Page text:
Joe Biden has delivered a direct warning to Boris Johnson that he can forget any prospect of a US-UK trade deal if the prime minister allows the Northern Ireland peace process “to become a casualty of Brexit”.

The Democratic presidential candidate was a critic of Brexit and his warning to Mr Johnson is a sign that relations between the two men could be strained if Mr Biden wins this year’s election.

In a tweet on Wednesday, Mr Biden took aim at the British prime minister’s plan to override parts of the UK’s legally binding EU withdrawal treaty relating to the highly-sensitive Northern Ireland protocol — which seeks to prevent the return of a hard border on Ireland. 

Mr Johnson argues he needs to acquire new powers — contained in the UK internal market bill — to stop the EU undermining the peace process by taking an “extreme” interpretation of the protocol, building a hard trade border between Northern Ireland and the rest of the UK.

But Mr Biden led a raft of warnings from top Democrats to Mr Johnson not to take risks with the peace process by unpicking a carefully negotiated treaty, weighing into the Brexit debate for the first time.

“We can’t allow the Good Friday Agreement that brought peace to Northern Ireland to become a casualty of Brexit,” he tweeted. “Any trade deal between the US and UK must be contingent upon respect for the Agreement and preventing the return of a hard border. Period.”

Mr Johnson told MPs on Wednesday that he had not received any warnings from Karen Pierce, Britain’s ambassador to Washington, that his proposed bill might endanger a trade deal with the US. “Absolutely incredible,” muttered one MP after the meeting of the House of Commons liaison committee.

But Kim Darroch, former ambassador to Washington, said last week that he did not think Mr Biden would be looking for a quick trade deal with Britain in any circumstances, adding: “Biden is not a fan of Brexit.”

READ ALSO  Facebook critics launch rival oversight board

Mr Johnson’s supporters, some of whom would prefer a Donald Trump victory in November’s elections, played down the significance of Mr Biden’s tweet, while others were more hostile.

Former trade minister Conor Burns tweeted: “Hey @JoeBiden would you like to discuss the Good Friday agreement? It is also called the Belfast Agreement so it doesn’t offend both traditions. Did you actually know that? I was born in NI and I’m a Catholic and a Unionist. Here if you need help.”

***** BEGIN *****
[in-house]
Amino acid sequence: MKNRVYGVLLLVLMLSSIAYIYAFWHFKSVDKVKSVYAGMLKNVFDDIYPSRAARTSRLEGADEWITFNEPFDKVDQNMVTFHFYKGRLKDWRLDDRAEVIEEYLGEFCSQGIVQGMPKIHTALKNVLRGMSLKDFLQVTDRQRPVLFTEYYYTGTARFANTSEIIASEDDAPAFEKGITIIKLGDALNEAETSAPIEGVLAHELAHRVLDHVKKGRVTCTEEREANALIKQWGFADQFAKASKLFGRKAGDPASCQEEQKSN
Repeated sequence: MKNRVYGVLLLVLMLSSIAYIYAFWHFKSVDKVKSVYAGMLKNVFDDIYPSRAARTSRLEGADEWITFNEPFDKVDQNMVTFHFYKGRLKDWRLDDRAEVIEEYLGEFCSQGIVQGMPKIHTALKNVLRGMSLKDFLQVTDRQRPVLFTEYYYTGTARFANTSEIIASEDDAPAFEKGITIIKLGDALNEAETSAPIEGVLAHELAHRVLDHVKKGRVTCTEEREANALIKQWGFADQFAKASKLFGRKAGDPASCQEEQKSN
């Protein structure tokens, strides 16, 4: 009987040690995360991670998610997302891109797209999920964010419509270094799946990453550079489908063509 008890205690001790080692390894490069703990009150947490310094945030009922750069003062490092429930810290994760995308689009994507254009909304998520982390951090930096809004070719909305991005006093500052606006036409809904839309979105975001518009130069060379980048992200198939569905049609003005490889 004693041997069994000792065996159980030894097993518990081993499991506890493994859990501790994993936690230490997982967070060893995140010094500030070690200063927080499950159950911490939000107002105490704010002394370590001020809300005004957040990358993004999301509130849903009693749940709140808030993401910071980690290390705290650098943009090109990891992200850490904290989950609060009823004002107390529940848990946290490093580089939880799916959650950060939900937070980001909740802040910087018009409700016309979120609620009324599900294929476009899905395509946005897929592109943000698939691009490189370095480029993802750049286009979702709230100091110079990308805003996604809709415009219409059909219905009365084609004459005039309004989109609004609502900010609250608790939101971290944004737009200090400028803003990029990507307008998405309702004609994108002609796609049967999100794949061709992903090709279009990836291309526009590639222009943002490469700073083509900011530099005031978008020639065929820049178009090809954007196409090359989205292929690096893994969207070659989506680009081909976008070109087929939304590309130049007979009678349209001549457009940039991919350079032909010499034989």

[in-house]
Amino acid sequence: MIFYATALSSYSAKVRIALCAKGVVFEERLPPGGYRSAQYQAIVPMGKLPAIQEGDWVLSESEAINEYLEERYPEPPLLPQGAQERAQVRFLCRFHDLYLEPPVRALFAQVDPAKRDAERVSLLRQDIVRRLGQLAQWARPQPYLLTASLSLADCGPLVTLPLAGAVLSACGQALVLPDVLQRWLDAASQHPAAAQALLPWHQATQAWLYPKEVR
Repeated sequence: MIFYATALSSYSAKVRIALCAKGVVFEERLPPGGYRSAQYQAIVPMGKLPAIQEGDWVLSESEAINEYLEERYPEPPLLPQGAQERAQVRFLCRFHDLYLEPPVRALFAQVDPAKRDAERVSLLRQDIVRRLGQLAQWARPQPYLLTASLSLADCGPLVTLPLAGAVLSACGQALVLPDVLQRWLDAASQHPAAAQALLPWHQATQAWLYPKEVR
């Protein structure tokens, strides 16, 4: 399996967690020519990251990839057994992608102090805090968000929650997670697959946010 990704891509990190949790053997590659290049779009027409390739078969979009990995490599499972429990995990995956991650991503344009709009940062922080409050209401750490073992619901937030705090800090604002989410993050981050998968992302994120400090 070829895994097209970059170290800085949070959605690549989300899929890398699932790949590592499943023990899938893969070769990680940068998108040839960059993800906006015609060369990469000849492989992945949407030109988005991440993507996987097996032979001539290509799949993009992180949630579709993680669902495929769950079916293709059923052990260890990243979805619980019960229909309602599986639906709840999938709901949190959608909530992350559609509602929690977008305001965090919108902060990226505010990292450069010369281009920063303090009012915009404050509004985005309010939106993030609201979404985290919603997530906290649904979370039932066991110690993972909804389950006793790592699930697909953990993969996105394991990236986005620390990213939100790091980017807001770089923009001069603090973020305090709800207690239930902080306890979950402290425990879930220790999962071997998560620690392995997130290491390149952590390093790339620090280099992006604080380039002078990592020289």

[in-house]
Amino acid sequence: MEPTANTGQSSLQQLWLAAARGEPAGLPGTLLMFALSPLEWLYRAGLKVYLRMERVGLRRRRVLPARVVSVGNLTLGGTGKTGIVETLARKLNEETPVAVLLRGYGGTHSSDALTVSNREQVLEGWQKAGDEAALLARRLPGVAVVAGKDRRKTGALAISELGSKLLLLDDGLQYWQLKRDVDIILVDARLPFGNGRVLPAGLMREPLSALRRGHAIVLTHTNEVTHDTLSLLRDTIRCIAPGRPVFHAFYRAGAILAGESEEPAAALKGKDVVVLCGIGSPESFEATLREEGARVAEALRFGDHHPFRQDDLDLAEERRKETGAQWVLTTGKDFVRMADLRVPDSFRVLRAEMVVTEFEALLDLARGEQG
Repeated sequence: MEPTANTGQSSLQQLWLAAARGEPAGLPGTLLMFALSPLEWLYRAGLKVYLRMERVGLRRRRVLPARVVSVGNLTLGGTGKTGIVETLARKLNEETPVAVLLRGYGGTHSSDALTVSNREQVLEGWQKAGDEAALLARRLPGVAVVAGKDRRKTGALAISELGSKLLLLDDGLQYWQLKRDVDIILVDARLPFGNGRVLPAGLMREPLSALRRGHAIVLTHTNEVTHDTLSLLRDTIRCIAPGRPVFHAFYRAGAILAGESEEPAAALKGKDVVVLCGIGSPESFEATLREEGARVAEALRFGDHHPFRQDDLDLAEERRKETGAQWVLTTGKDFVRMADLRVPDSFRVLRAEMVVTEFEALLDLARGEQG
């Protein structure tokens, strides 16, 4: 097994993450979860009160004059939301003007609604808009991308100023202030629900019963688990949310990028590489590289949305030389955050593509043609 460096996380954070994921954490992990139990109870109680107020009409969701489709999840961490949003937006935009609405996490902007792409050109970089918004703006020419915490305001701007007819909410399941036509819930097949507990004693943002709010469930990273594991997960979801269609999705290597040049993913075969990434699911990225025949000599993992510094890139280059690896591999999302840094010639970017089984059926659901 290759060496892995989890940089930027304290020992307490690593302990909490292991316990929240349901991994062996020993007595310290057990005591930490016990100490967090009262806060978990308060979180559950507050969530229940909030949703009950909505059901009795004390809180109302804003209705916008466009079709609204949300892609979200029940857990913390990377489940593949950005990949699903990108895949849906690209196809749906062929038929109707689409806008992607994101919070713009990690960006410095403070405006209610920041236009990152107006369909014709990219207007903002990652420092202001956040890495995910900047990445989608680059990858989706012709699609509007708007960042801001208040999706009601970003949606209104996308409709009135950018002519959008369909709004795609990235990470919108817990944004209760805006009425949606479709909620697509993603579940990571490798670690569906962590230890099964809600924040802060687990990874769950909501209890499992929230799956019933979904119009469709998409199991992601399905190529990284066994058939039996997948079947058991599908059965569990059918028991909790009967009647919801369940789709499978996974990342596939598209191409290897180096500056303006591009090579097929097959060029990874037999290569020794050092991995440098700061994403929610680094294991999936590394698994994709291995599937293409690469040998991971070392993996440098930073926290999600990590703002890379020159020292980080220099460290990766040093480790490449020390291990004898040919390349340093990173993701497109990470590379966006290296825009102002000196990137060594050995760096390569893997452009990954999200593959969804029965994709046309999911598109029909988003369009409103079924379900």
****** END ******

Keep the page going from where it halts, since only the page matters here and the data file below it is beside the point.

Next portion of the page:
Dominic Raab, UK foreign secretary, used a visit to Washington to try to calm the row. He posted a picture with Nancy Pelosi, Speaker of the House of Representatives, saying he discussed “Brexit and UK’s stalwart commitment to Belfast (Good Friday) Agreement”.

Meanwhile, Mike Pompeo, US secretary of state, sought to boost Mr Johnson’s hopes of securing a trade deal with the US after talks with Mr Raab.

He insisted he was confident the UK would get its post-Brexit trade negotiations with the EU “right” and said talks on a bilateral trade agreement were on track “for a successful conclusion before too long”.

“We have great confidence that they will get this right, and in a way that treats everyone fairly and gets a good outcome for what it was the people of the United Kingdom voted for now several years back,” Mr Pompeo said, standing alongside Mr Raab.

His comments came after senior US politicians expressed deep concerns over the UK’s internal market bill.

However, neither Mr Pompeo nor Mr Raab gave a timeline for concluding a trade deal. London has already written off any hope of securing an agreement before the November presidential election.

READ ALSO  Roger Farah, the unflashy Tiffany chair digging in against the ‘wolf in cashmere’

Mr Pompeo’s support is unlikely to ease the concerns of a growing number of opponents in Congress, who would have to agree to any bilateral trade deal between the US and the UK. That would probably put House Democrats in a key position even if Mr Trump — who has repeatedly backed Brexit — were to win re-election in November. 

Ireland’s ambassador to the US, Daniel Mulhall, has spent the past 10 days rallying opposition in Congress, the administration and the wider Irish-American community to any push that might undermine the Good Friday Agreement.

Additional reporting by James Politi in Washington


Via Financial Times